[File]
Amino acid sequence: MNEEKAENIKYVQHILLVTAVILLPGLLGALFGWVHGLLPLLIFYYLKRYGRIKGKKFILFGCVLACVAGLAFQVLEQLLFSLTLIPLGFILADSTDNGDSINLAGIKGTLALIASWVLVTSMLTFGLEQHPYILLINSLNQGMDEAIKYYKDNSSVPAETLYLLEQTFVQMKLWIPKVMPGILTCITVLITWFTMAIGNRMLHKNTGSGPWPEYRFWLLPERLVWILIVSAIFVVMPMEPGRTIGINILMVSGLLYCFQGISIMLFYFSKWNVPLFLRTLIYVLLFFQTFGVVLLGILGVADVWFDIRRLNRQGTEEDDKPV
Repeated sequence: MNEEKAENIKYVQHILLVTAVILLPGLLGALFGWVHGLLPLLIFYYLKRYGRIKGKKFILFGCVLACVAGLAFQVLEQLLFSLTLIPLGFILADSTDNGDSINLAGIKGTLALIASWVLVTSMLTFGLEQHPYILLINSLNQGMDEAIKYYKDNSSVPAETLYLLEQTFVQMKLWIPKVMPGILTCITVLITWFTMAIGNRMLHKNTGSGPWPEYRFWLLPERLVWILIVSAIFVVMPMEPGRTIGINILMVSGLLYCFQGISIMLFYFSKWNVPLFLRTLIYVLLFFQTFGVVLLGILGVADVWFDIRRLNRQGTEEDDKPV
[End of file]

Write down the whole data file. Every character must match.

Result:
Amino acid sequence: MNEEKAENIKYVQHILLVTAVILLPGLLGALFGWVHGLLPLLIFYYLKRYGRIKGKKFILFGCVLACVAGLAFQVLEQLLFSLTLIPLGFILADSTDNGDSINLAGIKGTLALIASWVLVTSMLTFGLEQHPYILLINSLNQGMDEAIKYYKDNSSVPAETLYLLEQTFVQMKLWIPKVMPGILTCITVLITWFTMAIGNRMLHKNTGSGPWPEYRFWLLPERLVWILIVSAIFVVMPMEPGRTIGINILMVSGLLYCFQGISIMLFYFSKWNVPLFLRTLIYVLLFFQTFGVVLLGILGVADVWFDIRRLNRQGTEEDDKPV
Repeated sequence: MNEEKAENIKYVQHILLVTAVILLPGLLGALFGWVHGLLPLLIFYYLKRYGRIKGKKFILFGCVLACVAGLAFQVLEQLLFSLTLIPLGFILADSTDNGDSINLAGIKGTLALIASWVLVTSMLTFGLEQHPYILLINSLNQGMDEAIKYYKDNSSVPAETLYLLEQTFVQMKLWIPKVMPGILTCITVLITWFTMAIGNRMLHKNTGSGPWPEYRFWLLPERLVWILIVSAIFVVMPMEPGRTIGINILMVSGLLYCFQGISIMLFYFSKWNVPLFLRTLIYVLLFFQTFGVVLLGILGVADVWFDIRRLNRQGTEEDDKPV